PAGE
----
A traffic study commissioned by Salve Regina University that looked favorably on the proposed construction of two dormitories on the campus was recently called into question by those opposed to the new residence halls.
At a special meeting of the Newport Zoning Board on Sept. 22, attorneys representing abutters in opposition to the proposal said the traffic study was incomplete and did not speak to the “true impact” of the dorms’ construction because the analysis failed to address the potential increase in commercial, ride-service and delivery-service vehicles in the area.
“Would trips actually be increased as a result of a population of 400 people coming into a very small block area that would be utilizing other delivery services to meet their needs?” asked attorney Patrick Dougherty, who is representing abutters Alan and Marilla Cervasio.
“You can’t truly say that the traffic impact that is presented in the report is the true traffic impact, because it doesn’t take into account the very real-life factor of deliveries of things such as pizza, food . . . Amazon [and] UPS [packages], and all of the other things that would be servicing an additional 400 people that are being thrust into this neighborhood,” he said.
The study was prepared by Crossman Engineering, a firm based in Warwick, and published in June 2021. It found that traffic in the area of the proposed dorms would not substantially increase because of the construction. In August, Gordon Meth, a civil engineer based in New Jersey, testified that the study significantly underestimated the traffic impact of the proposed dorms and said that the methodology used by Crossman Engineering was flawed because it based its findings on a formula that equated the number of students in the dorms with the total number of parking spaces.
Elizabeth McChesney, a project engineer at Crossman Engineering, defended the report, saying that it was Meth’s process that fell short.
“I believe our report is more reliable,” she said. “Mr. Meth’s trip-generation analysis doesn’t consider that juniors will be on campus. Crossman’s is based on actual counts. It’s based on the Salve Regina campus and considers the information needed for this development. Mr. Meth’s does not.”
Despite the difference in methodology, neither found that the minimum number of new trips generated by the proposed construction were enough to trigger a comprehensive traffic analysis as required by professional planning standards. But that did not stop lawyers representing opponents of the proposal to harp on the fact that the study failed to address the potential impact of increased commercial traffic. McChesney said such data is never calculated as part of a standard traffic analysis.
“Why? Because you don’t want the board to know the traffic impact?” asked Dougherty.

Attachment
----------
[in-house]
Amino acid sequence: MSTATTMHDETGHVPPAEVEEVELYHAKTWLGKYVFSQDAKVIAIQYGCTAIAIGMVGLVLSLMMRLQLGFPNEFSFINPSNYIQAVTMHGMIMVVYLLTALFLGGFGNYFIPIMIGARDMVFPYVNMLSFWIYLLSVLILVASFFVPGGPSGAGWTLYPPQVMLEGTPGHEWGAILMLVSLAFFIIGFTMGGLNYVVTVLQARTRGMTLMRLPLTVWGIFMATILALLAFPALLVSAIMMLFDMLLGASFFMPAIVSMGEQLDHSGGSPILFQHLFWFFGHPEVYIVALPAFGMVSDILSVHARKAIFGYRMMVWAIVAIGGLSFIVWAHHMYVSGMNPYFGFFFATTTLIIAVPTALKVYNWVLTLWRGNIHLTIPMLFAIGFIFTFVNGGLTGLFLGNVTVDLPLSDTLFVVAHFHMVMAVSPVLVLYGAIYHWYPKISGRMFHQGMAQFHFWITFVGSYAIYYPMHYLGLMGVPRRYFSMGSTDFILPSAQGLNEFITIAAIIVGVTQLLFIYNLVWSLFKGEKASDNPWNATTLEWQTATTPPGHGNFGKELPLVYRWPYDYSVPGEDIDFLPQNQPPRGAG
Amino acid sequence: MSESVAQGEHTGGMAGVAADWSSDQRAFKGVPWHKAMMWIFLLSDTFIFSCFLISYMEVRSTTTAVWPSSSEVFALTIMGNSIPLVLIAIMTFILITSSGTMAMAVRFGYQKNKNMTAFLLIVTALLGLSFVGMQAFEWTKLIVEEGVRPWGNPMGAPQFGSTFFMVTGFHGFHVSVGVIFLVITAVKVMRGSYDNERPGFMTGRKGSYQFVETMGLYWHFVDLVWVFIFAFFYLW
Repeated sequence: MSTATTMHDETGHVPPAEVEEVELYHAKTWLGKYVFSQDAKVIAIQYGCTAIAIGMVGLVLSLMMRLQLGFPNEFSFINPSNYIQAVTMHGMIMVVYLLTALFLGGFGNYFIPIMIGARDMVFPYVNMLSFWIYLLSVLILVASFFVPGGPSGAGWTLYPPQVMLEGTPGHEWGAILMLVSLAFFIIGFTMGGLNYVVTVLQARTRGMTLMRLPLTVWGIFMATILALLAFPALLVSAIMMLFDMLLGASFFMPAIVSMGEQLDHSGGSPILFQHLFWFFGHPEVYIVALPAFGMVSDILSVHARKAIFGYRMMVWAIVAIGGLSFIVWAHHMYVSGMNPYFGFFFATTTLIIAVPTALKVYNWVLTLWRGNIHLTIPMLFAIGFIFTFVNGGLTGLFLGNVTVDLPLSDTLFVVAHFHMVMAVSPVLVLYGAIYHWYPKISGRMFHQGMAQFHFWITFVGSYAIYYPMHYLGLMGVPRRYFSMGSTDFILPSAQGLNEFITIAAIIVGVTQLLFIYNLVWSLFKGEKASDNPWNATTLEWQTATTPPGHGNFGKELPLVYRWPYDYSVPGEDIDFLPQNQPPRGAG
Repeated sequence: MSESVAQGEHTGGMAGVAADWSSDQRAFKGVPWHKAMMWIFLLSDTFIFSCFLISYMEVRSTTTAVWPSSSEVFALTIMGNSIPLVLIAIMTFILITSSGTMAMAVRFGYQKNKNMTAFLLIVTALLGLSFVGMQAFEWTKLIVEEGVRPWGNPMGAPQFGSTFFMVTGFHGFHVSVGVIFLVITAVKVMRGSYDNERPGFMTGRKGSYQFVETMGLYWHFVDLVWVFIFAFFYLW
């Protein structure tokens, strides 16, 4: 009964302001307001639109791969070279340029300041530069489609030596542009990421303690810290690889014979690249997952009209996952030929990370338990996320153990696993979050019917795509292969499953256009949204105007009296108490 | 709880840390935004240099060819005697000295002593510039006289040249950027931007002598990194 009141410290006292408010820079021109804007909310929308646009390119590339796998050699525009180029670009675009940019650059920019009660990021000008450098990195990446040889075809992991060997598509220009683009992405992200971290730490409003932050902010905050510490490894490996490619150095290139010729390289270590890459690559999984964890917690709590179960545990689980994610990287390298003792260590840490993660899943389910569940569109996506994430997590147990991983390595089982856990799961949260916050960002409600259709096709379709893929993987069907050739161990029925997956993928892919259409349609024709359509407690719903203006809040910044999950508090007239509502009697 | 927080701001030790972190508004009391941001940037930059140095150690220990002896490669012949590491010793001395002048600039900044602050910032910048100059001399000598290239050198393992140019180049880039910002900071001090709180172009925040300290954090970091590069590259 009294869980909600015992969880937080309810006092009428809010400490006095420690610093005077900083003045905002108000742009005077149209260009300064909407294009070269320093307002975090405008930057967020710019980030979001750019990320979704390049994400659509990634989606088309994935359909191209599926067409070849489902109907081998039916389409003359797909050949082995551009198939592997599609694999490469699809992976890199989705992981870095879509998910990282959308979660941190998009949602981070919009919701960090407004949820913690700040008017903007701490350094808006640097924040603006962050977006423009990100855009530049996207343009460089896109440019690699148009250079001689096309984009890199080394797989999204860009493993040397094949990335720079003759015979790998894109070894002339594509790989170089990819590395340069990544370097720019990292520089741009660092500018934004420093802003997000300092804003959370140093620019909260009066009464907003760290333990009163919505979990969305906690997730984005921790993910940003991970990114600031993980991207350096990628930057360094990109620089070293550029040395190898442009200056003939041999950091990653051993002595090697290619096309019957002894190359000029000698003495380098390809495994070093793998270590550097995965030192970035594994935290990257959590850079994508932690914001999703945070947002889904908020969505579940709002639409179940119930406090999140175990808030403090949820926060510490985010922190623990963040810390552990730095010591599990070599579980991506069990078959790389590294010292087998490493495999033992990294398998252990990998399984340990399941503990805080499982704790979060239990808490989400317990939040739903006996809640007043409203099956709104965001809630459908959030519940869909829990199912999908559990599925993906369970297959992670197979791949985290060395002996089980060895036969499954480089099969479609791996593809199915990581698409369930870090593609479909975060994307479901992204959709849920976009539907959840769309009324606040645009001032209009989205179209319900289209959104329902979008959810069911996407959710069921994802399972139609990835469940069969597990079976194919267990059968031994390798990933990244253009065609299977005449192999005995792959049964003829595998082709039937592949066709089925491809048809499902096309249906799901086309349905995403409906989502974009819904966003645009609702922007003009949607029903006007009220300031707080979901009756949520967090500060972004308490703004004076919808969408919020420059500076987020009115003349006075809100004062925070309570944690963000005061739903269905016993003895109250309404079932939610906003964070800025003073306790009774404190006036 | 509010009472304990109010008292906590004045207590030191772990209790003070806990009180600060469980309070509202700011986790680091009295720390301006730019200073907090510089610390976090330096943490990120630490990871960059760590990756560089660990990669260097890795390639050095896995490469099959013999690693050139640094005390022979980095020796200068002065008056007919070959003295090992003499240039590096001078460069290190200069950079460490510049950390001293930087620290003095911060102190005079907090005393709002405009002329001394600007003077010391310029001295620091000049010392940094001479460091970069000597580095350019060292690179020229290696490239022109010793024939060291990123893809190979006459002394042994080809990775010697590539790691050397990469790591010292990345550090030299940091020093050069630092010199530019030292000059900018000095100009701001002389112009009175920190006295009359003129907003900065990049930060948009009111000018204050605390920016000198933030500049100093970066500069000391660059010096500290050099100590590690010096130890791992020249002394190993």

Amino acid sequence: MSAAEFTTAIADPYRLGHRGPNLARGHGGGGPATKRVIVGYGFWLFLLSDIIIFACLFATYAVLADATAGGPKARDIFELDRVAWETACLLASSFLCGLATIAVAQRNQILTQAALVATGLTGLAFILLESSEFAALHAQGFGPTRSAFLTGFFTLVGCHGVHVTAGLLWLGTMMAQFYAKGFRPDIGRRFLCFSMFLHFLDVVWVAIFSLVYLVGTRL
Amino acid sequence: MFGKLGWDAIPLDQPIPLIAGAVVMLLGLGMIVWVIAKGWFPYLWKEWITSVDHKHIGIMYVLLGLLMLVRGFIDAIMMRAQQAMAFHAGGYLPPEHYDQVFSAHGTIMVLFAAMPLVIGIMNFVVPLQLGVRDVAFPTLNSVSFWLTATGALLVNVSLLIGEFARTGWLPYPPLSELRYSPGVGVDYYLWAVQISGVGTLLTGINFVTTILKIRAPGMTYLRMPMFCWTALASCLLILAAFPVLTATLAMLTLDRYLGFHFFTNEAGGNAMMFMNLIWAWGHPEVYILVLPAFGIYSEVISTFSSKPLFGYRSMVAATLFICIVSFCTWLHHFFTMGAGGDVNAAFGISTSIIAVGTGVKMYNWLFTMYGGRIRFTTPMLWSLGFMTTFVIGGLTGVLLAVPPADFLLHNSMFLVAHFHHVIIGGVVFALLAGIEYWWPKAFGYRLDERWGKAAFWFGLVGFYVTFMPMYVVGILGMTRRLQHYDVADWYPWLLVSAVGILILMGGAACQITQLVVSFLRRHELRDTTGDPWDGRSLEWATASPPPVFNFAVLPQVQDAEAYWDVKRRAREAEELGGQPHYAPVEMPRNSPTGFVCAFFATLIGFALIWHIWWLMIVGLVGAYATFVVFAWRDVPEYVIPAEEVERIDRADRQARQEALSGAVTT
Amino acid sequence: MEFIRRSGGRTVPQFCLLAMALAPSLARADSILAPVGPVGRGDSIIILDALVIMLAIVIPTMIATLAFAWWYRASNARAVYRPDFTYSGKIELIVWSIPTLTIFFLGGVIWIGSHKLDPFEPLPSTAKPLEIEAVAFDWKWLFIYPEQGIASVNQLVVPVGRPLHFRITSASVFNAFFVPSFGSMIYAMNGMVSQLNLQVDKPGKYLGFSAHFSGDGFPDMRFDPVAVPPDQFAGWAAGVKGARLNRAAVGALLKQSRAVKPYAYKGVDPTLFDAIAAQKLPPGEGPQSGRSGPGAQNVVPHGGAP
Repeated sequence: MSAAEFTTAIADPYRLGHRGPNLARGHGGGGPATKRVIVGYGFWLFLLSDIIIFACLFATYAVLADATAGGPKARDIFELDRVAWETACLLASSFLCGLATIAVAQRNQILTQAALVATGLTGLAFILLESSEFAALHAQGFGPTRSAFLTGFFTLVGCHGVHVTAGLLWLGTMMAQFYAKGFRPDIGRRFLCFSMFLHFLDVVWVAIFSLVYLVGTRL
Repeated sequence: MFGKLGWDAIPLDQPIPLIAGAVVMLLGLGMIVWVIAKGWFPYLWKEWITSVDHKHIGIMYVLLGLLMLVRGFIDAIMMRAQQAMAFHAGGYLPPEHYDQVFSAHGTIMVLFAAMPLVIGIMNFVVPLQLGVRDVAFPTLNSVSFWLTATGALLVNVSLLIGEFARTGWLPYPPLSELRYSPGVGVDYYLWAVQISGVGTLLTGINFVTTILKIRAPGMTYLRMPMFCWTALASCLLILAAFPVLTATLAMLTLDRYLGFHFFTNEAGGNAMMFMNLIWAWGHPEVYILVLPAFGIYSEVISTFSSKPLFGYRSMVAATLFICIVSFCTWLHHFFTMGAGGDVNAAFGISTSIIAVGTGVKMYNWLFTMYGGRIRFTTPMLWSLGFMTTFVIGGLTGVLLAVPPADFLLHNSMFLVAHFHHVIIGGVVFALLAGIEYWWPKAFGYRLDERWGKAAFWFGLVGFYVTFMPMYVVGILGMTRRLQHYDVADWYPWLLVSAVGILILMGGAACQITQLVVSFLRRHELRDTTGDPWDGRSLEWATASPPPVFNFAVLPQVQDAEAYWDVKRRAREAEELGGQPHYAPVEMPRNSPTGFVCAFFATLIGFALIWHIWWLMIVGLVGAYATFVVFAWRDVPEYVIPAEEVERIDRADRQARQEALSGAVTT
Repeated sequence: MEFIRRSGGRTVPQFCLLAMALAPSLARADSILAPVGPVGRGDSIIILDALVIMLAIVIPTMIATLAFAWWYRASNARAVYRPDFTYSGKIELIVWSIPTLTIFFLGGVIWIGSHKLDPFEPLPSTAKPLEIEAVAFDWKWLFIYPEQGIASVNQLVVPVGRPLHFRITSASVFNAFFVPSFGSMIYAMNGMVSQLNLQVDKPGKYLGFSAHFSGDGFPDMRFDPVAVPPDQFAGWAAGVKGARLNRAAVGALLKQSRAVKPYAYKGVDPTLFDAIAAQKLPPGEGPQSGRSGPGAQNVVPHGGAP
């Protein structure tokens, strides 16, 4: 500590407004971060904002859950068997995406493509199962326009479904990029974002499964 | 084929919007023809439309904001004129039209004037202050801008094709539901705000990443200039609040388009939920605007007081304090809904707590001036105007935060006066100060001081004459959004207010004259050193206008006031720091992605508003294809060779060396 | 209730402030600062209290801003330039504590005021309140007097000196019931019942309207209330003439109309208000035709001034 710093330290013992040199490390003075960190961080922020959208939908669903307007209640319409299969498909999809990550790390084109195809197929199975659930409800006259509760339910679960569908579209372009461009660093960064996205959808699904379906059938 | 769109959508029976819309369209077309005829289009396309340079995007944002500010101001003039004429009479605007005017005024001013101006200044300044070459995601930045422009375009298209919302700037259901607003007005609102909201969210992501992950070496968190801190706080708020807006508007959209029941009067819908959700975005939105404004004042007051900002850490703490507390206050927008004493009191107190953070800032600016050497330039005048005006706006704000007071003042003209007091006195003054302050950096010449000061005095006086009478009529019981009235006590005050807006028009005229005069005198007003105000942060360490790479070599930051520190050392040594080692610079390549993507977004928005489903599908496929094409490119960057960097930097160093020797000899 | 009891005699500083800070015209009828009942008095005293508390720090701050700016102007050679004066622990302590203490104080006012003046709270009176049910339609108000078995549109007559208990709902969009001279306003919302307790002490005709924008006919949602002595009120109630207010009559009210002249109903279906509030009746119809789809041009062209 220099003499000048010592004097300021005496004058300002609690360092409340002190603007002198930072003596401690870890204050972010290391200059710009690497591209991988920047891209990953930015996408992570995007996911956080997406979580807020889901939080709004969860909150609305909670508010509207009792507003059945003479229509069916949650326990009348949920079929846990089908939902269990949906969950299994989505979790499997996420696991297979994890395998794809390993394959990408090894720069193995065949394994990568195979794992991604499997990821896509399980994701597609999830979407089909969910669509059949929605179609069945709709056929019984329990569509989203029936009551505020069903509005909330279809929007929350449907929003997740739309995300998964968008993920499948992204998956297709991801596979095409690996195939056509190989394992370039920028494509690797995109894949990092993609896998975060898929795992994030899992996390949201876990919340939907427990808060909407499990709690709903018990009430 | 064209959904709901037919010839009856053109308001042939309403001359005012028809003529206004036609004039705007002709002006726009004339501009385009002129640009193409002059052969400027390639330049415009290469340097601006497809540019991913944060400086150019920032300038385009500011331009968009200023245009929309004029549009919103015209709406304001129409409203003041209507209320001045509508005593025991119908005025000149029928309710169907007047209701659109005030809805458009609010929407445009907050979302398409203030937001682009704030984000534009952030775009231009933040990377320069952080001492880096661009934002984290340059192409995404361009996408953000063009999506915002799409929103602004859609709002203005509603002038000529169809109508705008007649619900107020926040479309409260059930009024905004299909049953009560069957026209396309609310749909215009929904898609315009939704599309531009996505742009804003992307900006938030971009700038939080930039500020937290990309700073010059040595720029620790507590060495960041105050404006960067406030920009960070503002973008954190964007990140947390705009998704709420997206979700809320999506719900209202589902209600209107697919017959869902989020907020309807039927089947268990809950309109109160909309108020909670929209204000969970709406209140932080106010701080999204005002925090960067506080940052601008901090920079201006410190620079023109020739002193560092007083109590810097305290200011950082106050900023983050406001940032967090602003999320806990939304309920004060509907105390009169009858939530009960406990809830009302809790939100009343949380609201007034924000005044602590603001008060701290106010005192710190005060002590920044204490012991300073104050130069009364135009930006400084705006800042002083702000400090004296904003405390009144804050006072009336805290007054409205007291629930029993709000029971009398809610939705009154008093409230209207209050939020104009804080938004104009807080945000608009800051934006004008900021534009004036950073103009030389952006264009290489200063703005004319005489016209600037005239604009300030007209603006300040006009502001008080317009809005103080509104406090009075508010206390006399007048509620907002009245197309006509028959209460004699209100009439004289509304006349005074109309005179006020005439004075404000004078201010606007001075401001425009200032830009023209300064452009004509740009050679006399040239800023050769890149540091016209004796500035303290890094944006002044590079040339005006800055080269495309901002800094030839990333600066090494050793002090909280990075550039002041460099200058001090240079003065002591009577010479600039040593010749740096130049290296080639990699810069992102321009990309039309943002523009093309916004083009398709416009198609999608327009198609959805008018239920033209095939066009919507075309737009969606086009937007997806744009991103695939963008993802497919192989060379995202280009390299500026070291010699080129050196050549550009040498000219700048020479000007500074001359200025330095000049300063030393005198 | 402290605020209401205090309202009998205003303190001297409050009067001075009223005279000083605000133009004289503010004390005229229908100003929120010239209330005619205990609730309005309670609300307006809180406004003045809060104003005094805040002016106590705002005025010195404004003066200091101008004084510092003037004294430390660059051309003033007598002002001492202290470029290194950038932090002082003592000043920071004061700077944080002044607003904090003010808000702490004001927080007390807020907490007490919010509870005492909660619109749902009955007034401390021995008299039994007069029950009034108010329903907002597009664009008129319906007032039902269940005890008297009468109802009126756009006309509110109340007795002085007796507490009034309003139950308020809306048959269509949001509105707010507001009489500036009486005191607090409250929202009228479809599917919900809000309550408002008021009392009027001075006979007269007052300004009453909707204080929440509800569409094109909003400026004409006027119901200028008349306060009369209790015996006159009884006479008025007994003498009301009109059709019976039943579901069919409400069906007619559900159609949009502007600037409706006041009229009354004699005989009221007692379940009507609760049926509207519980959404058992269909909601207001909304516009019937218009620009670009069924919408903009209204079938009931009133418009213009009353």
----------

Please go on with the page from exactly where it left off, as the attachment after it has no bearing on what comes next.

After a lengthy back and forth between McChesney and Dougherty, Zoning Board members asked McChesney if the study showed a traffic increase meeting the standard, which is about 100 new trips per day, and what additional factors would be studied in the resulting analysis. McChesney said accident data, sightlines, vehicle speeds and other topics would be addressed.
The special meeting also saw abutters and nearby property owners testify in opposition to the dorms, with most focusing on the impact to quality of life and the surrounding neighborhood.
“This is not about the students; this is about the money that will be generated by these massive dorms,” said abutter Marilyn Hall of Ruggles Avenue. “If there was a real concern for these students, then Salve would have had the city construct sidewalks for the students who live on Ruggles years ago.”
“You cannot just stick gigantic buildings into currently shaded corners or onto a spreading vista of the sea and claim that you have not changed the area beyond the sited descriptions of the historic registries,” said Mary Emerson, who also lives in the neighborhood. “Salve’s campus may have reached its saturation point.”
Salve Regina University President Kelli Armstrong was also present, and testified that undergraduate enrollment will stay at the same number of students if the dorms go forward, as the university is making accommodations, like decreasing capacity in other dorms, in preparation.
Armstrong agreed traffic was “an issue” on the campus, and said the university has advocated for speed bumps to be installed, but the city has been slow to respond to the request. She said the dorms would not increase traffic substantially in the neighborhood.
A large public concern was what the dorms would be used for during the summer when classes are not in session. When asked to guarantee the dorms would not be rented to a third party, Armstrong said she could not do so.
The Sept. 22 meeting was one of two recent hearings, each in excess of four hours, as the board hopes to wrap up the years-long saga. The previous night, the board considered testimony from consultant Edward Pimentel that Salve’s application was “defective” because the construction of the dorms would require additional variance and special-use permits that were not requested by the university, namely, more than one residential use on a singular parcel.
At that meeting, the board also heard from residents and abutters who testified that quality of life would be negatively impacted.
Attorney William Landry, representing the university, said nearby residents never had a guarantee that a new dorm would not be constructed near their homes because Newport zoning law allows for such a use in the area.
The university has been undergoing a municipal process with its application for the construction of the new buildings since 2017. Proposed are two dormitories to be built in the Ochre Point neighborhood; one a 214-bed facility on Victoria and Lawrence avenues, and the second a 196-bed building on Ruggles and Lawrence avenues.
A final public hearing is slated for Oct. 13.